Whereas many film festivals see their local talent move on, Fantasia’s specific focus on genre films has led many filmmakers like McKie to keep coming back to the festival — and, in other cases, stay put. Each of the festival’s three weekends contains a different short film section featuring work by Quebecois directors. One of these is Ariane Louis-Seize, whose wordless 19-minute short “The Wild Skin” revolves around the peculiar experiences of a young woman who discovers a python in her apartment and undergoes a strange erotic experience as a result.
Louis-Seize grew up near Ottawa idolizing Jane Campion’s films, and has found her groove producing work in Montreal. She waits tables two nights a week, but mostly lives off grant money. “I don’t need a lot to live here and feel comfortable,” she said during a happy-hour event for Quebecois filmmakers on the festival’s first weekend. “There are great talents and technicians here. It’s just easier because you have a real industry and I was able to create my own circle. It’s really nice because it’s all so casual.”
A native French speaker for whom speaking English doesn’t come easily, she has no plans to attempt working in other parts of the world. “I really like it here, but I don’t know anything else,” she said, adding that she had no major commercial ambitions. “Honestly, I don’t really think of that. My new short is really unclassifiable. It’s slow, and dark. For now — and probably for the rest of my life — I’ll work here.”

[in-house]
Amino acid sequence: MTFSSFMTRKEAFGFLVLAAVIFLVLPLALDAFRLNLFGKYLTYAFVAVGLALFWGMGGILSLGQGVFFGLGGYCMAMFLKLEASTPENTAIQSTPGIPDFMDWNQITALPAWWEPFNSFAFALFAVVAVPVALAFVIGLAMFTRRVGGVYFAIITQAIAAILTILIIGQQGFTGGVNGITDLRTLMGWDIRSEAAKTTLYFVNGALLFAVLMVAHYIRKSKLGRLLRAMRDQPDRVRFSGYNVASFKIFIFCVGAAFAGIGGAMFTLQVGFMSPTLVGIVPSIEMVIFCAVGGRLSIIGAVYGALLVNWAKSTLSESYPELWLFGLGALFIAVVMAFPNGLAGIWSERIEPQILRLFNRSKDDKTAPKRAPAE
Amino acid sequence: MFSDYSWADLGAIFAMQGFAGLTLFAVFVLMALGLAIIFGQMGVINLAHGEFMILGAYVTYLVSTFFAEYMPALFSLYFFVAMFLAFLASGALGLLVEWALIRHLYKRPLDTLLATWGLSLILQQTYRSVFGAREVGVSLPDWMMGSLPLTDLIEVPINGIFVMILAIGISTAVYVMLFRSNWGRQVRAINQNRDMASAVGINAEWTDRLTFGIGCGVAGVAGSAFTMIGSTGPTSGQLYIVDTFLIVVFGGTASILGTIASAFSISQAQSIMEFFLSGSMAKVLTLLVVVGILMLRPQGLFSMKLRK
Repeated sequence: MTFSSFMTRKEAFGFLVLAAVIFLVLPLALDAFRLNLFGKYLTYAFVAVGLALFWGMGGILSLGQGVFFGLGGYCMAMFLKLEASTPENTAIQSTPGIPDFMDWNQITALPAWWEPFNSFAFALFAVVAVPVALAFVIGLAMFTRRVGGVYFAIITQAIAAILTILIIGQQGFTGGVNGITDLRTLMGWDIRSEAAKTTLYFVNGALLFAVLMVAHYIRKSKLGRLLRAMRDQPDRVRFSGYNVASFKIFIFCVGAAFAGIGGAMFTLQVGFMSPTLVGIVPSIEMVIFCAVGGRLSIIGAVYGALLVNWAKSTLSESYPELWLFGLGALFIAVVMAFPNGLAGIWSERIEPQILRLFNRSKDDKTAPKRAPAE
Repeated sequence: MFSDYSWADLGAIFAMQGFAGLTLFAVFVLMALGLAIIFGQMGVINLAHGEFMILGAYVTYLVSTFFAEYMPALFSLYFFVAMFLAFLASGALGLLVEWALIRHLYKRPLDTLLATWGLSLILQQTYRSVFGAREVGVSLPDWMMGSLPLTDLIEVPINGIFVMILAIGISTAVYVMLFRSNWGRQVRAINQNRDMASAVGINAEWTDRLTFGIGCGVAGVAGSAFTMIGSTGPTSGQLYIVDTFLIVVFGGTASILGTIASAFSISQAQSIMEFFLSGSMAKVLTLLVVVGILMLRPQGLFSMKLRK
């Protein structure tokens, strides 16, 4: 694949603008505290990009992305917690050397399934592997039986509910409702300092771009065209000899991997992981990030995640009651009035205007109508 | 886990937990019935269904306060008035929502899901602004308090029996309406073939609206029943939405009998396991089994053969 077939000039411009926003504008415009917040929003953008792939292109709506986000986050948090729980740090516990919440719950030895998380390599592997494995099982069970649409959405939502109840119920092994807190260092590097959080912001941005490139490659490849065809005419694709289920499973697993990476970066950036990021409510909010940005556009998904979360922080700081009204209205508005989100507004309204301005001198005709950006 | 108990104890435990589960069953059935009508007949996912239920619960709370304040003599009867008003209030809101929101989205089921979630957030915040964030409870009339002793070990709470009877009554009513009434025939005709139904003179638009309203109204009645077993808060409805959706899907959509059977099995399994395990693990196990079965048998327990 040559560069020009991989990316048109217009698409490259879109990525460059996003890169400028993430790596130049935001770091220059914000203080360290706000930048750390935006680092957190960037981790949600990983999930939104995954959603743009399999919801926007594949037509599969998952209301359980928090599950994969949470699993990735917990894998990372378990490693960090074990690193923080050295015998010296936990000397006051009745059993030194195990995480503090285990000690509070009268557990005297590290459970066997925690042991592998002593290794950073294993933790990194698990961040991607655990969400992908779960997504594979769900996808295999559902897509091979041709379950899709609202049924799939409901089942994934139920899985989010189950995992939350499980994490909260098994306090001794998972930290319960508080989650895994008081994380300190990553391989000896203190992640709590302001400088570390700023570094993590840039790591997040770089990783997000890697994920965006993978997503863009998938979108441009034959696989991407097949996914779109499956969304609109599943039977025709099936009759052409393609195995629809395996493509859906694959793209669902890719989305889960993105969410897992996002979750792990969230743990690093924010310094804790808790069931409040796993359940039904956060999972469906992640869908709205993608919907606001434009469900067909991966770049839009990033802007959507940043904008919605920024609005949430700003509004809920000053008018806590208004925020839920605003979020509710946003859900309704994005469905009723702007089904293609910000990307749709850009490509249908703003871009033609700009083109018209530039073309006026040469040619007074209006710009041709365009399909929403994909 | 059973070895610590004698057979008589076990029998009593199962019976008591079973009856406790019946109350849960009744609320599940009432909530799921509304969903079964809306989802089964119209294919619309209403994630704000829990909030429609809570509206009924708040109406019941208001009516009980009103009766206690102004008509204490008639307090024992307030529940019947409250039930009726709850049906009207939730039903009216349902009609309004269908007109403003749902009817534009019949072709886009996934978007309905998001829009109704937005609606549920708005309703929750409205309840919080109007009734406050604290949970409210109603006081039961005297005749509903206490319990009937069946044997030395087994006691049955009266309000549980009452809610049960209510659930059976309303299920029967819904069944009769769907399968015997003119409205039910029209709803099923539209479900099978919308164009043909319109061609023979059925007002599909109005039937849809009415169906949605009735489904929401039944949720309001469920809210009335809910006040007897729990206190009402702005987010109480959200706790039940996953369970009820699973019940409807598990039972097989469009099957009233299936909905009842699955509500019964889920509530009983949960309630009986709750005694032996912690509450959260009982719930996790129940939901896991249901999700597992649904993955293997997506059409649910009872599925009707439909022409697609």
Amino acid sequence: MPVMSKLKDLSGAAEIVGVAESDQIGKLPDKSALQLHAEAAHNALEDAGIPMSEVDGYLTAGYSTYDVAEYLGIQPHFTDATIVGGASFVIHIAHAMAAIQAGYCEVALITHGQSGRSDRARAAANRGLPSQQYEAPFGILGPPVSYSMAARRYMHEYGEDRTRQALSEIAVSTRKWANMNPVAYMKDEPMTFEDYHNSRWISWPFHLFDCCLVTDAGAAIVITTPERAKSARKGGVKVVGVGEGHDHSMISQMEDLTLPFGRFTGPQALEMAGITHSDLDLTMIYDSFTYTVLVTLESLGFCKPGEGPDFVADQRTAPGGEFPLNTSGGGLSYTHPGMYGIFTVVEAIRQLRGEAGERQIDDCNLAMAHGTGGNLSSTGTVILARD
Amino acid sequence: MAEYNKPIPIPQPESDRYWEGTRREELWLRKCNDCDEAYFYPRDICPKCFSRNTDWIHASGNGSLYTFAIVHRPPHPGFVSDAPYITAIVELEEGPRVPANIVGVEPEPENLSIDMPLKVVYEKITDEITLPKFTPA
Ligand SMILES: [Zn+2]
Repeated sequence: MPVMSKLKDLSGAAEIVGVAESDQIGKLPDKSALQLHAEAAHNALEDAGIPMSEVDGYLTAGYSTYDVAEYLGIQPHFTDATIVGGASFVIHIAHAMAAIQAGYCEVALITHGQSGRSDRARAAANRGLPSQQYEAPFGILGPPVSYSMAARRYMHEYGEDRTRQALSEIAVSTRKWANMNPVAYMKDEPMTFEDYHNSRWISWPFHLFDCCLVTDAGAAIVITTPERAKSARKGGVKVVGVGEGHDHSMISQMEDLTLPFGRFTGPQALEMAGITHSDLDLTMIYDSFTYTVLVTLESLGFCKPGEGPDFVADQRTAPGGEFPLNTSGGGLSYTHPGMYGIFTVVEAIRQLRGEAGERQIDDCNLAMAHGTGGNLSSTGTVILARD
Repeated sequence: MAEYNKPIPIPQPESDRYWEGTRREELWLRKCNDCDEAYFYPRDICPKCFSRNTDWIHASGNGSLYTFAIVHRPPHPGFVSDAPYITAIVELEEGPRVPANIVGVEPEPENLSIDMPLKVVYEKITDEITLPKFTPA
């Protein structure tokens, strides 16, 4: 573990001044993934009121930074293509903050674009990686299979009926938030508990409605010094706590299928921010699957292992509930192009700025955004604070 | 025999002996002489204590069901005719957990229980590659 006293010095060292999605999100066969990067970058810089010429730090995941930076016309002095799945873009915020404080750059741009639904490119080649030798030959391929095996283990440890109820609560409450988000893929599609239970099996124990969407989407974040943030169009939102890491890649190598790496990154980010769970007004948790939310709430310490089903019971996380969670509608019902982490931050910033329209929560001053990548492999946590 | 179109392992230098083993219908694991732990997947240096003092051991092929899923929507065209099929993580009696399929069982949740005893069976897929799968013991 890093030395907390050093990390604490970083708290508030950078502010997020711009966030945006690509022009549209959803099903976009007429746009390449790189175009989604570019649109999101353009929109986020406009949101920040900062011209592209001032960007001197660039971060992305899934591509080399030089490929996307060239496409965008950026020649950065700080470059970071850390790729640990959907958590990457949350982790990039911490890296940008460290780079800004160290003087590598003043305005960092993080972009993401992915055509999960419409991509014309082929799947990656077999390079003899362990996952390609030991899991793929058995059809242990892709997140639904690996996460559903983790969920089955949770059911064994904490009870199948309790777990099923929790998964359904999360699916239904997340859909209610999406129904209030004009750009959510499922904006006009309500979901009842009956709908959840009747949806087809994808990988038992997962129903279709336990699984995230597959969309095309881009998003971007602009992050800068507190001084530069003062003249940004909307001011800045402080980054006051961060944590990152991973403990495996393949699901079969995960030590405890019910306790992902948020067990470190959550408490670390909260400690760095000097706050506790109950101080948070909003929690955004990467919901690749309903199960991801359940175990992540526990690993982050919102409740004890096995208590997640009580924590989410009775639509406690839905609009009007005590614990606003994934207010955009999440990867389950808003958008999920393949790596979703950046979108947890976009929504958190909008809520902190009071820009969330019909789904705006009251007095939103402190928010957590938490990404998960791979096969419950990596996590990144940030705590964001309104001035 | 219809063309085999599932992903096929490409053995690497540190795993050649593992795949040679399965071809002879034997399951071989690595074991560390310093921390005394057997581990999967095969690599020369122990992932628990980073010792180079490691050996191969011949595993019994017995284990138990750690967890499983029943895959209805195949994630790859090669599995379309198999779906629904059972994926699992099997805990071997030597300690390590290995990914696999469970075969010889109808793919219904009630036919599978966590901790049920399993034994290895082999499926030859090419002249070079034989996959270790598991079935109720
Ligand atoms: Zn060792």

Fantasia’s role in supporting Quebecois filmmakers shows no sign of waning, as much of the market’s activity proves. This year, Canadian producers are eligible for funding from European financing institution Eurimage, and Frontières will host a panel on the fundraising behind two recent projects, “Muse” and “Border.” Another panel finds seven Canadian projects from up-and-coming female writer-directors being pitched in front of industry experts.
One of the participants in the panel is Elza Kephart, who runs the production company Midnight Kingdom Films out of Montreal. Unlike Louis-Seize, Kephart never landed government funding for her projects and attended film school in the U.S., at Emerson. However, Fantasia has played a crucial role in the evolution of her career: When she was looking for support on her directorial debut, 2003’s “Graveyard Alive,” programming director Mitch Davis met with Kephart’s producer early in the production and promised a slot in the lineup. It played there to a sold-out crowd. A decade later, she pitched a project at the market. “I was hooked,” she said. “I feel like the film crowd is a big circus family.”